132 años


62 años

GNU and Linux are just small part of overall operating systemd

Let me interject for a moment … systemd/Linux …

2 años

It’s actually GNU plus systemd-linuxd

could someone explain this?

382 años

Well, a long time ago there was this operating system called “UNIX”, that was very popular but proprietary.

Then came along this guy called “Richard Stallman”, who initiated the Free Software movement and with assistance of that community, they started rewriting components from UNIX and published their source code under Free Software licenses, all under the project name “GNU”.

They eventually had rewritten almost all of UNIX, the only major component missing for a complete GNU operating system was the kernel.

Then came along this guy called “Linus Torvalds”, who figured he’d write a small kernel for just his computer as a hobby project. That hobby project went a little out of hand, now known as the Linux kernel, and people started using the GNU operating system with the Linux kernel.

And for whatever reason, people started referring to this combination just as “Linux”.
Stallman and the Free Software community would have of course liked some recognition, so Stallman and some community members repeatedly asked people to call it “GNU/Linux”.

That just wouldn’t stick and people eventually started ridiculing that they were still harping on about it, which lead to this copypasta (which to my knowledge is not a Stallman quote, but supposed to sound like one):

I’d just like to interject for a moment. What you’re referring to as Linux, is in fact, GNU/Linux, or as I’ve recently taken to calling it, GNU plus Linux.
Linux is not an operating system unto itself, but rather another free component of a fully functioning GNU system made useful by the GNU corelibs, shell utilities and vital system components comprising a full OS as defined by POSIX.

Many computer users run a modified version of the GNU system every day, without realizing it. Through a peculiar turn of events, the version of GNU which is widely used today is often called “Linux”, and many of its users are not aware that it is basically the GNU system, developed by the GNU Project.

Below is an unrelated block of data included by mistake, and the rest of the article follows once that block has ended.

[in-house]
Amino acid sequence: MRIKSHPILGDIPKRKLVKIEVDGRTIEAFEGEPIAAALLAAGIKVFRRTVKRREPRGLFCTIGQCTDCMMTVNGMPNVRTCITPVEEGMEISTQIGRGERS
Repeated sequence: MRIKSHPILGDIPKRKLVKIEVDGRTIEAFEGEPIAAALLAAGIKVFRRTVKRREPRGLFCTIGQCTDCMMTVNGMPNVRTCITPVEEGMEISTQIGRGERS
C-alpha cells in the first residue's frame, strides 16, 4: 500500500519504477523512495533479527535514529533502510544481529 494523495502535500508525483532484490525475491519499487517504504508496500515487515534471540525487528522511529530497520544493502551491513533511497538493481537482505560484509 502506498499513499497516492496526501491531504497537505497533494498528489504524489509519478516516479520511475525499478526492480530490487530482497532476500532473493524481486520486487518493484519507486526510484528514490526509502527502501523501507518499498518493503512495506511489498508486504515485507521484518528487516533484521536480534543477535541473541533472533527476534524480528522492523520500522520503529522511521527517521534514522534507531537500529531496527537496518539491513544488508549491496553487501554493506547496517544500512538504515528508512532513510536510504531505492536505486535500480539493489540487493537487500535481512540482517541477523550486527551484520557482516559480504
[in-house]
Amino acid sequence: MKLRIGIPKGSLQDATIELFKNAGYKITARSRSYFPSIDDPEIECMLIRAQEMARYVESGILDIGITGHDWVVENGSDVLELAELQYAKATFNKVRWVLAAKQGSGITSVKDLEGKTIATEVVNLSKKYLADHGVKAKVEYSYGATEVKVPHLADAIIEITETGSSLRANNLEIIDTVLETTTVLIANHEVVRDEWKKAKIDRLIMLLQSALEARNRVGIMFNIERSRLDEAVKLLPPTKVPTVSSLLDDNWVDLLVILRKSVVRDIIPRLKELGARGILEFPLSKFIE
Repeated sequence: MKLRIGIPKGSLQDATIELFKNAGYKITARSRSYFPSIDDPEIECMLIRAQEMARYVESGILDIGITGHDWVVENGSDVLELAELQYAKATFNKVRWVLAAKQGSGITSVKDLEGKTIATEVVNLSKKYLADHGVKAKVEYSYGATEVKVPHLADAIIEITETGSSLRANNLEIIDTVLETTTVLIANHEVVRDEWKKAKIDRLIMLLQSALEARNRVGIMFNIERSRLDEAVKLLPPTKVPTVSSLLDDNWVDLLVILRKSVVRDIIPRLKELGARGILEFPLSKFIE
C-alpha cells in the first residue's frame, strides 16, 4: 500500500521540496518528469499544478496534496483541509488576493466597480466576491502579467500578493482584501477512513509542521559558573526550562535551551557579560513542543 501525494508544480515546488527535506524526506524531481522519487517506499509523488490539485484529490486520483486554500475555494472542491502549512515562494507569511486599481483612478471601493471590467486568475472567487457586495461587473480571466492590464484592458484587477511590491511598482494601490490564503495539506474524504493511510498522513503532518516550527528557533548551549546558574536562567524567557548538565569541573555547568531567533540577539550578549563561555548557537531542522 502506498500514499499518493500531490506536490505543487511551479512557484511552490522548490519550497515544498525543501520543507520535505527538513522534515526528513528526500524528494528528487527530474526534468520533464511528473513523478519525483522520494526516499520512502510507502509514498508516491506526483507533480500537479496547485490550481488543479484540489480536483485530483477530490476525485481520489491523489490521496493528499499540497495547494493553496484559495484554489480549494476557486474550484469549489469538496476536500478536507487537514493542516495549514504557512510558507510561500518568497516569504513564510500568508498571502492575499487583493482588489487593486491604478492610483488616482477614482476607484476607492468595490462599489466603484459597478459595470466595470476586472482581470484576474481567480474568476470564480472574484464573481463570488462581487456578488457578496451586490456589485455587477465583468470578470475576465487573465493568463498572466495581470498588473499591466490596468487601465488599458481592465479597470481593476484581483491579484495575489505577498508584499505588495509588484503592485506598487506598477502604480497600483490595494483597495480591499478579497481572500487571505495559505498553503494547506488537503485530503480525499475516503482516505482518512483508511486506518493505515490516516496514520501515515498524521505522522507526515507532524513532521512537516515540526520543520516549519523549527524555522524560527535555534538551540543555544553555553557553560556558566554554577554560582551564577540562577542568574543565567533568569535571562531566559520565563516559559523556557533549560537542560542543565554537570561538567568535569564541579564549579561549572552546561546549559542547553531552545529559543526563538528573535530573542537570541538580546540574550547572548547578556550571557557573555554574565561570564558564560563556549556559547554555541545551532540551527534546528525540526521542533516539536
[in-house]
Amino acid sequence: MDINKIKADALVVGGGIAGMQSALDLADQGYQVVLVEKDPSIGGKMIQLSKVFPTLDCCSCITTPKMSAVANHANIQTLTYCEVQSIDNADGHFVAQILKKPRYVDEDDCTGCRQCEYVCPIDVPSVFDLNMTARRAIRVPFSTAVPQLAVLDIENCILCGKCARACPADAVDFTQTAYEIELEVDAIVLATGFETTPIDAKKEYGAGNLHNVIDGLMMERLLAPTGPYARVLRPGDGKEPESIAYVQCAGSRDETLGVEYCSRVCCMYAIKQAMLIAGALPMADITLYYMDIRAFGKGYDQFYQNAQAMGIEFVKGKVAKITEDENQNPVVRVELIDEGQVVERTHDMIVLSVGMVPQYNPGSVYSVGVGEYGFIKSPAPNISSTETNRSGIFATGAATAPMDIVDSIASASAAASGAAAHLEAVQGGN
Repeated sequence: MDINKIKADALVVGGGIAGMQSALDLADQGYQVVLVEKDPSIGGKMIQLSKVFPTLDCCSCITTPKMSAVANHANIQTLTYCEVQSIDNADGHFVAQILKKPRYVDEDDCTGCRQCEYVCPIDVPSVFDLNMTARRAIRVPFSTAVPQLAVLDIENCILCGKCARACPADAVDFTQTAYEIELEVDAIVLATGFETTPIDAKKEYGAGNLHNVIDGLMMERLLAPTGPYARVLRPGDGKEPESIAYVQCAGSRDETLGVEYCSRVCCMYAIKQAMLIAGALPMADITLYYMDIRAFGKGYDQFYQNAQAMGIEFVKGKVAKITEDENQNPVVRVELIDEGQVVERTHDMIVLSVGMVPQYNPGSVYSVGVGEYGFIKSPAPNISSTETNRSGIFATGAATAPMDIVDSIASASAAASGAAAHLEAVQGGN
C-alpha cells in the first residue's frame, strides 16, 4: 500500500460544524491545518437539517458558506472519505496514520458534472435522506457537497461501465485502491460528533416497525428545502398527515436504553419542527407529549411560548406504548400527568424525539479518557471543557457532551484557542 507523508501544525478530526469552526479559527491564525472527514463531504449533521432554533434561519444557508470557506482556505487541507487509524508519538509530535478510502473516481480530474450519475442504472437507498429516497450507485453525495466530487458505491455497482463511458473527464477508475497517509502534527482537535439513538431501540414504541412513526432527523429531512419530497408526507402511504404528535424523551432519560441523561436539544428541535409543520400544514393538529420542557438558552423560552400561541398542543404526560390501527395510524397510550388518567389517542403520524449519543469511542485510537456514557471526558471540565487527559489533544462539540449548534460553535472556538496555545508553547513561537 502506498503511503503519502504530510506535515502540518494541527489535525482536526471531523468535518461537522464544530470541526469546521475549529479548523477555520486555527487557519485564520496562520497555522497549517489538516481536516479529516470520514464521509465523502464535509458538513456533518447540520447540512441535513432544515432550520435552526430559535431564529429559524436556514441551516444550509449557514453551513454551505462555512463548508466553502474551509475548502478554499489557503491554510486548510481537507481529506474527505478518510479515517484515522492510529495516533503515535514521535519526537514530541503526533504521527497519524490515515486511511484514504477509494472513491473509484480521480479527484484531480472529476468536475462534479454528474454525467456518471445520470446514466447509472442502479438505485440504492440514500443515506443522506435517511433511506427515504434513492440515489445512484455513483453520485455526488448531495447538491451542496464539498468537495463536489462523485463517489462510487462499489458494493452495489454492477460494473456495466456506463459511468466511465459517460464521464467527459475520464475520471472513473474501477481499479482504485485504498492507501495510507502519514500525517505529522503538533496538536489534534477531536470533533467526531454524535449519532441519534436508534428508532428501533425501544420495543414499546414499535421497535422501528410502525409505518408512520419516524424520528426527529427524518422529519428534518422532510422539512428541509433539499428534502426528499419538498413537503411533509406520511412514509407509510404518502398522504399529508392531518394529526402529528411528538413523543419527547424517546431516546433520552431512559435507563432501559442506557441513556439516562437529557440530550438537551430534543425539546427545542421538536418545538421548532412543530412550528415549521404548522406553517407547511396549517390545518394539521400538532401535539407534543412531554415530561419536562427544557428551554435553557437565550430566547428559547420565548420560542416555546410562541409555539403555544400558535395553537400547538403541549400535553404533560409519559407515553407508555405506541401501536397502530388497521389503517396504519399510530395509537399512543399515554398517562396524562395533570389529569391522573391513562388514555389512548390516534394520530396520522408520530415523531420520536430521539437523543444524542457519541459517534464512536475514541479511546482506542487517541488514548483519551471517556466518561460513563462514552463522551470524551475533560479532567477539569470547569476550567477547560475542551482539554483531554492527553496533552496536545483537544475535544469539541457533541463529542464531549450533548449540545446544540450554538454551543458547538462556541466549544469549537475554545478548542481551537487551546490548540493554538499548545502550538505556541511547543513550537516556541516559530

There really is a Linux, and these people are using it, but it is just a part of the system they use. Linux is the kernel: the program in the system that allocates the machine’s resources to the other programs that you run.
The kernel is an essential part of an operating system, but useless by itself; it can only function in the context of a complete operating system. Linux is normally used in combination with the GNU operating system: the whole system is basically GNU with Linux added, or GNU/Linux. All the so-called “Linux” distributions are really distributions of GNU/Linux.

Well, and nowadays SystemD has been slowly becoming an ever-larger part of this combination, so the joke is that one should refer to it SystemD/GNU/Linux, or in this case the post is exaggerating even more and saying that GNU and Linux are just small components compared to SystemD.

122 años

That may be the best GNU/Linux summary/explanation I’ve ever heard. 😎👍🏼

102 años

I’d just like to interject for a moment. What you’re referring to as GNU/Linux, is in fact, SystemD/GNU/Linux, or as I’ve recently taken to calling it, SystemD plus GNU/Linux. GNU/Linux is not an operating system unto itself, but rather another free component of a fully functioning SystemD.

72 años

There is also another copypasta to reply to that one: https://wiki.installgentoo.com/wiki/Interjection

Thanks a lot, I realized I have seen this copypasta here, now I get it, it is funny. abdkajxha


62 años

implying i use systemd

22 años

based and openrc-pilled

From Wikipedia, the free encyclopedia

Linux is a family of open source Unix-like operating systems based on the Linux kernel, an operating system kernel first released on September 17, 1991 by Linus Torvalds. Linux is typically packaged in a Linux distribution (or distro for short).

Distributions include the Linux kernel and supporting system software and libraries, many of which are provided by the GNU Project. Many Linux distributions use the word “Linux” in their name, but the Free Software Foundation uses the name GNU/Linux to emphasize the importance of GNU software, causing some controversy.


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